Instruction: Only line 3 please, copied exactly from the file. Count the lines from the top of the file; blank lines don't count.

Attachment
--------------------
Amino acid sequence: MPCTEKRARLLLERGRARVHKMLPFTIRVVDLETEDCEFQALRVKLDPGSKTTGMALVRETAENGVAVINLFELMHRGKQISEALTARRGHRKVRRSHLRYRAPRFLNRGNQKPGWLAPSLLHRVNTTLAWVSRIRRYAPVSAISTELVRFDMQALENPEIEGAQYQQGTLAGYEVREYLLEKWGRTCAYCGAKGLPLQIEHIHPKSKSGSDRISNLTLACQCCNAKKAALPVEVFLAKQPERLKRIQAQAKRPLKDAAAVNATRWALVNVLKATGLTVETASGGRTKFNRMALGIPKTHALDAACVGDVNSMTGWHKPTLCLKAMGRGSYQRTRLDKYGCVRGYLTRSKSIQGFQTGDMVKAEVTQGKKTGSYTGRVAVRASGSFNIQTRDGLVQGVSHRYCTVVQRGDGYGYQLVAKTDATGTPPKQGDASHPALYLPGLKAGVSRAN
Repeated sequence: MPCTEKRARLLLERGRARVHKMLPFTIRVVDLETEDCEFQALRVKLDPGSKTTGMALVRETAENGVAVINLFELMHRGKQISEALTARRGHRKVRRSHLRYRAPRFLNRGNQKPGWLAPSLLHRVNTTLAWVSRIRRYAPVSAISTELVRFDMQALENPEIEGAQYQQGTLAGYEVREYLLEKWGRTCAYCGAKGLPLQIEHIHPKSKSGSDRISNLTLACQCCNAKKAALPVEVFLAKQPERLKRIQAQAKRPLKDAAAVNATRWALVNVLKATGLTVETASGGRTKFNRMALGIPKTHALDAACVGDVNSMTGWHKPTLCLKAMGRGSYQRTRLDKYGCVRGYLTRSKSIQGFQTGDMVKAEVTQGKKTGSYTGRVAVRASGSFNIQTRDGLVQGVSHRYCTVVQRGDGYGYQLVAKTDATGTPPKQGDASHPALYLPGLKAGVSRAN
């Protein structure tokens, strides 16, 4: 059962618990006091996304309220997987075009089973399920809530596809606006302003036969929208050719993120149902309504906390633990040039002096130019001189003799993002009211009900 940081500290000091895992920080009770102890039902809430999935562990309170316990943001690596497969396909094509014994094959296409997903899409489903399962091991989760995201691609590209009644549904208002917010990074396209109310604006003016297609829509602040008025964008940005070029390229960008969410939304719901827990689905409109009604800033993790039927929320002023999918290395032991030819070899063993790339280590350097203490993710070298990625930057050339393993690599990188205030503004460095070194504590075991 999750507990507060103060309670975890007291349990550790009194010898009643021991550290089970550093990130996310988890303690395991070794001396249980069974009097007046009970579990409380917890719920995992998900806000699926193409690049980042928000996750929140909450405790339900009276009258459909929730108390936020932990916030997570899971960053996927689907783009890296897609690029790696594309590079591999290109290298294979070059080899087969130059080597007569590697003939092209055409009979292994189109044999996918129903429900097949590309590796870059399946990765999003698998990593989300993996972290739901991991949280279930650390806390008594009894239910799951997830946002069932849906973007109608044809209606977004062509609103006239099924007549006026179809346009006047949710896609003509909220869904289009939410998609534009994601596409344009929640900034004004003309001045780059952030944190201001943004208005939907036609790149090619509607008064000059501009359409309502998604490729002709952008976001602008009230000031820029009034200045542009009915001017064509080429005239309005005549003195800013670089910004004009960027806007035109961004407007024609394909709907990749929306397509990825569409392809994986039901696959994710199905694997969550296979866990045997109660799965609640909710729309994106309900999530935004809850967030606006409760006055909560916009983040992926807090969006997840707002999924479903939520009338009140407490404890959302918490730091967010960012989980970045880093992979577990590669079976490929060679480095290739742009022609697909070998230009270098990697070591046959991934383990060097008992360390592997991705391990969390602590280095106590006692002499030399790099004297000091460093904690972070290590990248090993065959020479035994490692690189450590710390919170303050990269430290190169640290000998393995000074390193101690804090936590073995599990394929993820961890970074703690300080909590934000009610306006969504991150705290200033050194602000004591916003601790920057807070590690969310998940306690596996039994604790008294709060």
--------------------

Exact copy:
């Protein structure tokens, strides 16, 4: 059962618990006091996304309220997987075009089973399920809530596809606006302003036969929208050719993120149902309504906390633990040039002096130019001189003799993002009211009900 940081500290000091895992920080009770102890039902809430999935562990309170316990943001690596497969396909094509014994094959296409997903899409489903399962091991989760995201691609590209009644549904208002917010990074396209109310604006003016297609829509602040008025964008940005070029390229960008969410939304719901827990689905409109009604800033993790039927929320002023999918290395032991030819070899063993790339280590350097203490993710070298990625930057050339393993690599990188205030503004460095070194504590075991 999750507990507060103060309670975890007291349990550790009194010898009643021991550290089970550093990130996310988890303690395991070794001396249980069974009097007046009970579990409380917890719920995992998900806000699926193409690049980042928000996750929140909450405790339900009276009258459909929730108390936020932990916030997570899971960053996927689907783009890296897609690029790696594309590079591999290109290298294979070059080899087969130059080597007569590697003939092209055409009979292994189109044999996918129903429900097949590309590796870059399946990765999003698998990593989300993996972290739901991991949280279930650390806390008594009894239910799951997830946002069932849906973007109608044809209606977004062509609103006239099924007549006026179809346009006047949710896609003509909220869904289009939410998609534009994601596409344009929640900034004004003309001045780059952030944190201001943004208005939907036609790149090619509607008064000059501009359409309502998604490729002709952008976001602008009230000031820029009034200045542009009915001017064509080429005239309005005549003195800013670089910004004009960027806007035109961004407007024609394909709907990749929306397509990825569409392809994986039901696959994710199905694997969550296979866990045997109660799965609640909710729309994106309900999530935004809850967030606006409760006055909560916009983040992926807090969006997840707002999924479903939520009338009140407490404890959302918490730091967010960012989980970045880093992979577990590669079976490929060679480095290739742009022609697909070998230009270098990697070591046959991934383990060097008992360390592997991705391990969390602590280095106590006692002499030399790099004297000091460093904690972070290590990248090993065959020479035994490692690189450590710390919170303050990269430290190169640290000998393995000074390193101690804090936590073995599990394929993820961890970074703690300080909590934000009610306006969504991150705290200033050194602000004591916003601790920057807070590690969310998940306690596996039994604790008294709060």